# RedHat 9 (Linux i386) - man page for etex (redhat section 1)

```ETEX(1) 						      General Commands Manual							   ETEX(1)

NAME
etex, einitex, evirtex - extended TeX

SYNOPSIS
etex [options] [commands]

DESCRIPTION
This manual page is not meant to be exhaustive.	The complete documentation for this version of TeX can be found in the info file or manual
Web2C: A TeX implementation.

e-TeX is the first concrete result of an international research & development project, the NTS Project, which  was  established	under  the
aegis  of DANTE e.V. during 1992. The aims of the project are to perpetuate and develop the spirit and philosophy of TeX, whilst respecting
Knuth's wish that TeX should remain frozen.

e-TeX can be used in two different modes: in compatibility mode it is supposed to be  completely  interchangable  with  standard  TeX.	In
extended mode several new primitives are added that facilitate (among other things) bidirectional typesetting.

An  extended mode format is generated by prefixing the name of the source file for the format with an asterisk (*).  Such formats are often
prefixed with an `e', hence etex as the extended version of tex and elatex as the extended version of latex.  However, eplain is an  excep-
tion to this rule.

The  einitex  and evirtex commands are e-TeX's analogues to the initex and virtex commands.  In this installation, they are symlinks to the
etex executable.

e-TeX's handling of its command-line arguments is similar to that of TeX.

OPTIONS
This version of e-TeX understands the following command line options.

--efmt format
Use format as the name of the format to be used, instead of the name by which e-TeX was called or a %& line.

--help Print help message and exit.

--ini  Be einitex, for dumping formats; this is implicitly true if the program is called as einitex.

--interaction mode
Sets the interaction mode.  The mode can be one of batchmode, nonstopmode, scrollmode, and  errorstopmode.   The	meaning  of  these
modes is the same as that of the corresponding \commands.

--ipc  Send DVI output to a socket as well as the usual output file.  Whether this option is available is the choice of the installer.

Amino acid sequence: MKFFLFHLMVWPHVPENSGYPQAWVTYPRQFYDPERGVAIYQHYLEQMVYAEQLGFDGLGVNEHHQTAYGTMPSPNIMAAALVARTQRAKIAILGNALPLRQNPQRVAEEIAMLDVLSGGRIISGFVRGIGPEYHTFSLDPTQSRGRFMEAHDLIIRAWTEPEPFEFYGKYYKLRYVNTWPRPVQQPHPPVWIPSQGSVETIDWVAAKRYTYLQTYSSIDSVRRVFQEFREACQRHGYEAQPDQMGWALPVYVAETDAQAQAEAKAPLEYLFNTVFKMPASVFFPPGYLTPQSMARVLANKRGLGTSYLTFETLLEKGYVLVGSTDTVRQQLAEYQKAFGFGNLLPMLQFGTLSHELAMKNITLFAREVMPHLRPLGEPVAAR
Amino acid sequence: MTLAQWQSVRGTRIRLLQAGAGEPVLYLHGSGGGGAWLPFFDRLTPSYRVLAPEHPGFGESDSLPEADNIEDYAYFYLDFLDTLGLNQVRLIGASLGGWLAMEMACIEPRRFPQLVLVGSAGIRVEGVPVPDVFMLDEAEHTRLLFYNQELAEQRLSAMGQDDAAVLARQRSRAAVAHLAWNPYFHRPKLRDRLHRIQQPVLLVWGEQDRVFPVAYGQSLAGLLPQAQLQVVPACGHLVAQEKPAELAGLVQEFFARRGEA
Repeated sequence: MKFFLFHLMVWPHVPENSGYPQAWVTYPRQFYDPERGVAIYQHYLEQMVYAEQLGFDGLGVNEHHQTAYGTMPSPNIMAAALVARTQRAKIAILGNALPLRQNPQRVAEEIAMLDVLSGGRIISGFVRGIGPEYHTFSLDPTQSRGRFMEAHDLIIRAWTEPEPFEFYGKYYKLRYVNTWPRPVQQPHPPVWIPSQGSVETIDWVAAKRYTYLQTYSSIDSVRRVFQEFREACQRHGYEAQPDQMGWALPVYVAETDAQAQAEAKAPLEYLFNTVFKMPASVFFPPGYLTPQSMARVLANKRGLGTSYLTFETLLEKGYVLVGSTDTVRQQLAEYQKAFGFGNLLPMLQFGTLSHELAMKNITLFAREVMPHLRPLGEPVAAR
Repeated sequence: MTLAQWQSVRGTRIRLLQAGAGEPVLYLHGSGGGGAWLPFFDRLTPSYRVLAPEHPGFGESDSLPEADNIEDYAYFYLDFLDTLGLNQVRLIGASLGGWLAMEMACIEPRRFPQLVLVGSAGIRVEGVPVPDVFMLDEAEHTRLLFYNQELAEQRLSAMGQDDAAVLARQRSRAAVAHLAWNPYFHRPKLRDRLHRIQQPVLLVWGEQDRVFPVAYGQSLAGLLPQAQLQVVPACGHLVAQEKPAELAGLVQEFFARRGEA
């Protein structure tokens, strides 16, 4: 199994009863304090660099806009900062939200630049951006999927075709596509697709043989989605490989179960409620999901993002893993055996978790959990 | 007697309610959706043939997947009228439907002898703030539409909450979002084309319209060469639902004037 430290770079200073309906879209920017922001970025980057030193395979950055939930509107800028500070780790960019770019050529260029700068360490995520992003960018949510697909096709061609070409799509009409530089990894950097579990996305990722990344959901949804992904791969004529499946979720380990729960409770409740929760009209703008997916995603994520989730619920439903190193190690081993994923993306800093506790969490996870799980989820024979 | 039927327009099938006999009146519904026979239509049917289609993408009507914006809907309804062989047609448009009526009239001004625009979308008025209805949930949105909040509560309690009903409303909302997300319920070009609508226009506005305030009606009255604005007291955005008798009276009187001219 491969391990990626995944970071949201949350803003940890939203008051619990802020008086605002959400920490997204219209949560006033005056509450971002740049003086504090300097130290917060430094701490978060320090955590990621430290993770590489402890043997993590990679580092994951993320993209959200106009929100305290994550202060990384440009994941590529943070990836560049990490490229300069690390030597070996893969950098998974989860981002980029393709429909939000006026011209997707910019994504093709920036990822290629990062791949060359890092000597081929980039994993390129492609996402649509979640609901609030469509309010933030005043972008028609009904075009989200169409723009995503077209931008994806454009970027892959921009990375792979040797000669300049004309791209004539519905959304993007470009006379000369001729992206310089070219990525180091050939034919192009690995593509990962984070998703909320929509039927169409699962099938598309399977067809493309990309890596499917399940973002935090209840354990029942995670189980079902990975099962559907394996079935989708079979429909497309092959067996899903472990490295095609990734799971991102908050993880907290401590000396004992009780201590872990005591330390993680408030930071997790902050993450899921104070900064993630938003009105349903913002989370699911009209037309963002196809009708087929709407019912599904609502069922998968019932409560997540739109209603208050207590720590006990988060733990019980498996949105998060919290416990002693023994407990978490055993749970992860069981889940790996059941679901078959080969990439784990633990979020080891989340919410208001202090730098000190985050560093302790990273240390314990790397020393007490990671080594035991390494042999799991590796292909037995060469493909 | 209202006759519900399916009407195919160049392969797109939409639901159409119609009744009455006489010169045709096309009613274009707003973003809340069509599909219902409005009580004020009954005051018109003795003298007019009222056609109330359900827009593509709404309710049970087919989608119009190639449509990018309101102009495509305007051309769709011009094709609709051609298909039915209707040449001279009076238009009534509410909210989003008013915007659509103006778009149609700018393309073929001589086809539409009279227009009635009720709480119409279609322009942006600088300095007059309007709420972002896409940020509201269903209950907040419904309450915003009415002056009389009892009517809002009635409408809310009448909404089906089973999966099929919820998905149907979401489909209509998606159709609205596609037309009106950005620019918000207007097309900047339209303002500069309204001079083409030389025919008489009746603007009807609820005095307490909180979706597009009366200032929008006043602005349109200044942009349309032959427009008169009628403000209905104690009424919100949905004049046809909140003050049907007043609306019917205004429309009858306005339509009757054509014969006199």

--ipc-start
As --ipc, and starts the server at the other end as well.  Whether this option is available is the choice of the installer.

Sets path searching debugging flags according to the bitmask.  See the Kpathsea manual for details.

--maketex fmt
Enable mktexfmt, where fmt must be one of tex or tfm.

--mltex
Enable MLTeX extensions.

--no-maketex fmt
Disable mktexfmt, where fmt must be one of tex or tfm.

--output-comment string
Use string for the DVI file comment instead of the date.

--progname name
Pretend to be program name.  This affects both the format used and the search paths.

--shell-escape
Enable  the  \write18{command}  construct.   The command can be any Bourne shell command.  This construct is normally disallowed for
security reasons.

--translate-file tcxname
Use the tcxname translation table.

--version
Print version information and exit.

ENVIRONMENT
See the Kpathsearch library documentation (the `Path specifications' node) for precise details of how the environment variables	are  used.
The kpsewhich utility can be used to query the values of the variables.

One  caveat:  In most e-TeX formats, you cannot use ~ in a filename you give directly to e-TeX, because ~ is an active character, and hence
is expanded, not taken as part of the filename.	Other programs, such as Metafont, do not have this problem.

TEXMFOUTPUT
Normally, e-TeX puts its output files in the current directory.  If any output file cannot be opened there, it tries to open  it	in
the  directory specified in the environment variable TEXMFOUTPUT.  There is no default value for that variable.  For example, if you
say tex paper and the current directory is not writable, if TEXMFOUTPUT has the value /tmp, e-TeX attempts to create  /tmp/paper.log
(and /tmp/paper.dvi, if any output is produced.)

TEXINPUTS
Search  path for \input and \openin files.  This should probably start with ``.'', so that user files are found before system files.
An empty path component will  be	replaced  with	the  paths  defined  in  the  texmf.cnf  file.	 For  example,	set  TEXINPUTS	to
".:/home/usr/tex:" to prepend the current direcory and ``/home/user/tex'' to the standard search path.

TEXFONTS
Search path for font metric (.tfm) files.

TEXFORMATS
Search path for format files.

TEXPOOL
search path for einitex internal strings.

TEXEDIT
Command template for switching to editor.  The default, usually vi, is set when e-TeX is compiled.

FILES
The location of the files mentioned below varies from system to system.	Use the kpsewhich utility to find their locations.

etex.pool
Encoded text of e-TeX's messages.

texfonts.map
Filename mapping definitions.

*.tfm  Metric files for e-TeX's fonts.

*.efmt Predigested e-TeX format (.efmt) files.

BUGS
This  version  of  e-TeX  fails to trap arithmetic overflow when dimensions are added or subtracted.  Cases where this occurs are rare, but
when it does the generated DVI file will be invalid.